Also, on the face of it, the idea seems rather absurd as to why Steven Chu seems unwilling to consider the MSR designs for Gen IV funding because of proliferation fears. The proliferation risk of an MSR design is quite low because the entire reactor would have to be shut down in order to divert the produced U233 into weapons production. The U233 will be contaminated with U232 and U234 that decay producing hard gamma radiation and terrorists working in a hastily constructed garage or cave would be hard pressed to steal enough for a bomb without instantly dying of radiation poisoning. There is also the question about how a terrorist would manage to steal liquid U233 from the molten core of the MSR which is surrounded by a massive field of radiation especially since you would have to shut down the MSR and reroute the plumbing of the reactor for such an operation. With that being said and done, it would be a lot easier to raid a radiology clinic for nuclear material.

Finally, the appointment of Gregory Jaczko as the new Chairman of the NRC has me concerned. Part of the problem of constructing new nuclear facilities is the inefficient and often nonsensical approval process that a power company must go through in order to obtain an operating license. I have heard some reports that Jaczko is in agreement with some anti-nuclear environmentalists groups and that he voted against renewing the operating license for the Oyster Creek reactor in New Jersey as well as collaborating with Rep. Ed Markey (D) for imposing more stringent regulations on classifying spent fuel when the nuclear industry is already choking on overregulation in general.

This is not to say that previous presidential administrations have been any more open minded in regards to promoting nuclear energy. The Bush administration amidst many of its other problems paid lip service to nuclear power while simply allowing it to languish during its pursuit of fossil fuel energy in the form of coal, oil, and natural gas. In fact, a large part of presidential candidate McCain's energy policy during his campaign was the promotion of "clean coal" of which there is no such thing. Opposition to nuclear power sadly seems to be a bi-partisan phenomenon in the US.

Perhaps I am being overly pessimistic here. I would like to get a discussion going as to what my readers think we might expect in regards to nuclear energy under this administration. Are nuclear energy promotion efforts really being noticed, or are they just a minority in the void of the internet that is too willing to pat itself on the back as coal and natural gas take center stage in the future as they have in the past?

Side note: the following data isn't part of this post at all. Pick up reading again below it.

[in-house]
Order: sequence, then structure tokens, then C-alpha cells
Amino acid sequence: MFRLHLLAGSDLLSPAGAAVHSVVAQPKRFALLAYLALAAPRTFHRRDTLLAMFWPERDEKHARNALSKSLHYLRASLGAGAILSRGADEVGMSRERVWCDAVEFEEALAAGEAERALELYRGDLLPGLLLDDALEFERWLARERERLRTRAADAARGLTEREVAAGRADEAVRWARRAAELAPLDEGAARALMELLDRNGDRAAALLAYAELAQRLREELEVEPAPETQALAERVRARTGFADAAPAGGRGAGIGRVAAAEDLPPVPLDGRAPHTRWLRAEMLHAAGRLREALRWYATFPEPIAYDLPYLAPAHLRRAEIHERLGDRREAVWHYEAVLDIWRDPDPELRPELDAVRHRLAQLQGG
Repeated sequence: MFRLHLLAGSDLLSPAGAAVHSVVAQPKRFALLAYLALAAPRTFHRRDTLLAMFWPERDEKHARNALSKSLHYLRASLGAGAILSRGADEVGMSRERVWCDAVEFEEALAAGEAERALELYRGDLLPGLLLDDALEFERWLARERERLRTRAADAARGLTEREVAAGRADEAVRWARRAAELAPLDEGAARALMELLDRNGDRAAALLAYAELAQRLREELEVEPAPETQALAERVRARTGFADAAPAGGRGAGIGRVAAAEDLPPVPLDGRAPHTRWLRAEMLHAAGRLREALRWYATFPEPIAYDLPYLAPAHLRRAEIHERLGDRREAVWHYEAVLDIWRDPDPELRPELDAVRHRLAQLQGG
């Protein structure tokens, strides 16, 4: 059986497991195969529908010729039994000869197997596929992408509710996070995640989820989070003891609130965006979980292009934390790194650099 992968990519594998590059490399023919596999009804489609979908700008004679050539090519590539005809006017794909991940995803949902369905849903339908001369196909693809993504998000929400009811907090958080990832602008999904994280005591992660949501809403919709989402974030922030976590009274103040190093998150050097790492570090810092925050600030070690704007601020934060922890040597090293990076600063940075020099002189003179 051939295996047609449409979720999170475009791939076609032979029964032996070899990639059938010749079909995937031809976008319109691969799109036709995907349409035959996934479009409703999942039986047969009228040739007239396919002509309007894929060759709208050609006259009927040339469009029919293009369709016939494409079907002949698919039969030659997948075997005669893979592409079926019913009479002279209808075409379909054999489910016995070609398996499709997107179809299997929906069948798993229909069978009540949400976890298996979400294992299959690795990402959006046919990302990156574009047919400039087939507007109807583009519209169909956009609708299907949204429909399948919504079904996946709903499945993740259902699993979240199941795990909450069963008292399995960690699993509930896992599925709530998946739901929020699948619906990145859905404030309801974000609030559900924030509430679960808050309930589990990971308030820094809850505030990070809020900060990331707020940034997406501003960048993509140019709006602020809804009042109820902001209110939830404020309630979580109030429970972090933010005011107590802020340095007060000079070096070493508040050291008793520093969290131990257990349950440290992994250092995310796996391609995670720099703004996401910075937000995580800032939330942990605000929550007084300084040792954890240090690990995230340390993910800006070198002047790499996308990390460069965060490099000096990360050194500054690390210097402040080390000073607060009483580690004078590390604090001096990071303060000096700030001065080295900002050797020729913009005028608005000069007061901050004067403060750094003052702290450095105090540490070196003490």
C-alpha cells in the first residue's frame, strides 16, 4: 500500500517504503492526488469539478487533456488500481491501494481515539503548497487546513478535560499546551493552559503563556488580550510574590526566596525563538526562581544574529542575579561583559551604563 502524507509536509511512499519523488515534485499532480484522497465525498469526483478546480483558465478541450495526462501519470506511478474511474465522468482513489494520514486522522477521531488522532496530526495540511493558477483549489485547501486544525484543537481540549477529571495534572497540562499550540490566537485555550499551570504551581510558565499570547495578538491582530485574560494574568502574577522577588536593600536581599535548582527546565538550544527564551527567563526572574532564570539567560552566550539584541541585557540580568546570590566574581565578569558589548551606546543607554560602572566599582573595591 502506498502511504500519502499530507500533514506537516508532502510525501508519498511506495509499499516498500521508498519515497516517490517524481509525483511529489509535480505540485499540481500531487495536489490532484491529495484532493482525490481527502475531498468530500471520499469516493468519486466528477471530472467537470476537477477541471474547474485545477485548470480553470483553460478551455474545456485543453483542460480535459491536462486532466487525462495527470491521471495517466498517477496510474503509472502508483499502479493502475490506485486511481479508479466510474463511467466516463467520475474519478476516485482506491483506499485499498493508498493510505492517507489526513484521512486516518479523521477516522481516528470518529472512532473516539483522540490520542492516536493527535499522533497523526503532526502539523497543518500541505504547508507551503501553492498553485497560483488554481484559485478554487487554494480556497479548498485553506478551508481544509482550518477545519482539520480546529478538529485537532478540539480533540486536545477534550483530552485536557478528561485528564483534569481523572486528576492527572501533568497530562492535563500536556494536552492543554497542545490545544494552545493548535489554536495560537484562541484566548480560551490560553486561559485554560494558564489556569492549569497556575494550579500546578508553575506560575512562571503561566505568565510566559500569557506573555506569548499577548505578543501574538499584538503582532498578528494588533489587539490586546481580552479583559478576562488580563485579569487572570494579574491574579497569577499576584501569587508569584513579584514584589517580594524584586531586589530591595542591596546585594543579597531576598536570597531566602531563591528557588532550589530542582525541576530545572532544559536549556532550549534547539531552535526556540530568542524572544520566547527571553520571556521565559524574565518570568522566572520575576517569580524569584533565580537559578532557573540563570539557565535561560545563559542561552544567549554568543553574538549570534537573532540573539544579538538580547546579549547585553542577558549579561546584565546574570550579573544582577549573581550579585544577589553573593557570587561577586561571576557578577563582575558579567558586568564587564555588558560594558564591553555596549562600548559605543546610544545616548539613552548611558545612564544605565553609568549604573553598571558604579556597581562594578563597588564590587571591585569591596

Sunday, May 10, 2009

My Long Silence is Over

I apologize to my readers for the prolonged absence of new posts. I have been extremely busy this semester and have also had some serious issues with my right eye developing endophthalmitis. It resulted after a minor injury involving a two millimeter long shard of corningware becoming lodged in my right eye after an old pot I was boiling ramen noodles in exploded on my stove. Corningware, because of its partially recrystallized structure, tends to shatter with explosive force rather than merely break when it fails.

I had gotten somebody to drive me to the emergency room where the shard of corningware was removed from the right side of my right eye where it had narrowly missed my lens and cornea. However, a few days later my eye had become infected by bacteria that had probably been introduced into the interior of the eye when it had been punctured. I had been taking some perscribed tobramycin eyedrops as a preventative measure until my eye healed but the strain of bacteria that infected my eye was apparently resistant to it. I went to a clinic where I had to have an antibiotic called polymixin B injected directly into the interior of my eye and had to apply polymixin B eyedrops to the eye three times a day in addition to taking an antibiotic called Zyvox orally. Towards the beginning of the infection, I felt miserable and my eye looked very ghastly indeed. At one point the physician that I was speaking to at the clinic said that if the treatment with the polymixin B and the Zyvox was unsuccessful, I would seriously have to consider enucleation (eye removal) to control the infection.